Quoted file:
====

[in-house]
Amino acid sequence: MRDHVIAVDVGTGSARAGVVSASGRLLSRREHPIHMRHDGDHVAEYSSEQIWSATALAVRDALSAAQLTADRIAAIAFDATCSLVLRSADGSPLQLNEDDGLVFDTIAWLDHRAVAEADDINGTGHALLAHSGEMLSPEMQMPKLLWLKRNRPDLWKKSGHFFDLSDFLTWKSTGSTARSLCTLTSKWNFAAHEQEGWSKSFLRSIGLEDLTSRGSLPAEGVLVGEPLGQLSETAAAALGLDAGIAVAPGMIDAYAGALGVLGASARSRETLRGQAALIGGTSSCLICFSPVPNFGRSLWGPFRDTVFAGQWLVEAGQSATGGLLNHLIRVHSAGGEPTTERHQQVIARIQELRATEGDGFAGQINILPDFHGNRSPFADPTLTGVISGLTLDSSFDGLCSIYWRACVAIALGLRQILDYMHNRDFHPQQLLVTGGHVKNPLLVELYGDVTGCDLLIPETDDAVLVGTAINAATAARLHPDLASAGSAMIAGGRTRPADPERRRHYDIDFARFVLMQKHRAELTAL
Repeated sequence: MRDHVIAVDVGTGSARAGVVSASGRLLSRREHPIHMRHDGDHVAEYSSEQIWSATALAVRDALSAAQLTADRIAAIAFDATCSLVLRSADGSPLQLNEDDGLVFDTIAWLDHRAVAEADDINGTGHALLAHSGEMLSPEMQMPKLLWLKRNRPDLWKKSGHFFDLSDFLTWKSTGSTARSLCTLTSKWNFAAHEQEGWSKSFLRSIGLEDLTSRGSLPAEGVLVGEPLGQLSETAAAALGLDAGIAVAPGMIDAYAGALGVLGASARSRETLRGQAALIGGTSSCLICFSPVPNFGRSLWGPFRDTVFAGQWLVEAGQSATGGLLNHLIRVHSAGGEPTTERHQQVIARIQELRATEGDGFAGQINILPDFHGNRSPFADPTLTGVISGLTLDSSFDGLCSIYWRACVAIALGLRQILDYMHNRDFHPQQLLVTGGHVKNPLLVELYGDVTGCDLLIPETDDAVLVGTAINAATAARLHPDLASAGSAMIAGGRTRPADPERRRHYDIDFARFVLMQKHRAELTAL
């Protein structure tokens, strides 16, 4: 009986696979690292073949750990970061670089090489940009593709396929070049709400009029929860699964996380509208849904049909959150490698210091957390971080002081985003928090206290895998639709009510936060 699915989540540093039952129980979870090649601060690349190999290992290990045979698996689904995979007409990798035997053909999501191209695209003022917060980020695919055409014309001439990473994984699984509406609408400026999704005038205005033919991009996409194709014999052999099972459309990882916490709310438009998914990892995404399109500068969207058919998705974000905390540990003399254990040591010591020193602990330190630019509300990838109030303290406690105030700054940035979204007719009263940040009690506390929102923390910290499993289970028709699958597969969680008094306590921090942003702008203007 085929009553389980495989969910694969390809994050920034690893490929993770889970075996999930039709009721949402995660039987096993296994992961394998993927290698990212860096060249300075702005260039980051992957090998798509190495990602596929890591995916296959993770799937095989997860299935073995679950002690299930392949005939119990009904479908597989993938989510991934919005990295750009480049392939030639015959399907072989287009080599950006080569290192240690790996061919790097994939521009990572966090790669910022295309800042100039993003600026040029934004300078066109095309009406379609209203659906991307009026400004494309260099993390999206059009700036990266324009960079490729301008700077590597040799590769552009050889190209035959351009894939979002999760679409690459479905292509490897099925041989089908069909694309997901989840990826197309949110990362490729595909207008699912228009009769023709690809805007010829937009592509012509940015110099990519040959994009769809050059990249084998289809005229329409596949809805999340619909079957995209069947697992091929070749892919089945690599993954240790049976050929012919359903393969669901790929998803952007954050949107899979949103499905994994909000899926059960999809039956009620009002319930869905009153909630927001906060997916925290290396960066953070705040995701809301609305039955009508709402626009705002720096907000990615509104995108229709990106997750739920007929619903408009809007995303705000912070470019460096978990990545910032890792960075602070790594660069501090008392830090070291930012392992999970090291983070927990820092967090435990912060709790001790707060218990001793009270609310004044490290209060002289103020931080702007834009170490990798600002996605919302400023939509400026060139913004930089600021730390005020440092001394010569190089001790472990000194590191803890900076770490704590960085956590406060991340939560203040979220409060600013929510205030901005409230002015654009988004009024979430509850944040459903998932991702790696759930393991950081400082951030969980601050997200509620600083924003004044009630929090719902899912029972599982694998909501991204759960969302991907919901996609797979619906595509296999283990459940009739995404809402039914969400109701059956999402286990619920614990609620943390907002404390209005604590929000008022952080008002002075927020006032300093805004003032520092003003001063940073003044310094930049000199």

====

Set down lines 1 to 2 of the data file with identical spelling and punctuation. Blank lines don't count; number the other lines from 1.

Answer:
[in-house]
Amino acid sequence: MRDHVIAVDVGTGSARAGVVSASGRLLSRREHPIHMRHDGDHVAEYSSEQIWSATALAVRDALSAAQLTADRIAAIAFDATCSLVLRSADGSPLQLNEDDGLVFDTIAWLDHRAVAEADDINGTGHALLAHSGEMLSPEMQMPKLLWLKRNRPDLWKKSGHFFDLSDFLTWKSTGSTARSLCTLTSKWNFAAHEQEGWSKSFLRSIGLEDLTSRGSLPAEGVLVGEPLGQLSETAAAALGLDAGIAVAPGMIDAYAGALGVLGASARSRETLRGQAALIGGTSSCLICFSPVPNFGRSLWGPFRDTVFAGQWLVEAGQSATGGLLNHLIRVHSAGGEPTTERHQQVIARIQELRATEGDGFAGQINILPDFHGNRSPFADPTLTGVISGLTLDSSFDGLCSIYWRACVAIALGLRQILDYMHNRDFHPQQLLVTGGHVKNPLLVELYGDVTGCDLLIPETDDAVLVGTAINAATAARLHPDLASAGSAMIAGGRTRPADPERRRHYDIDFARFVLMQKHRAELTAL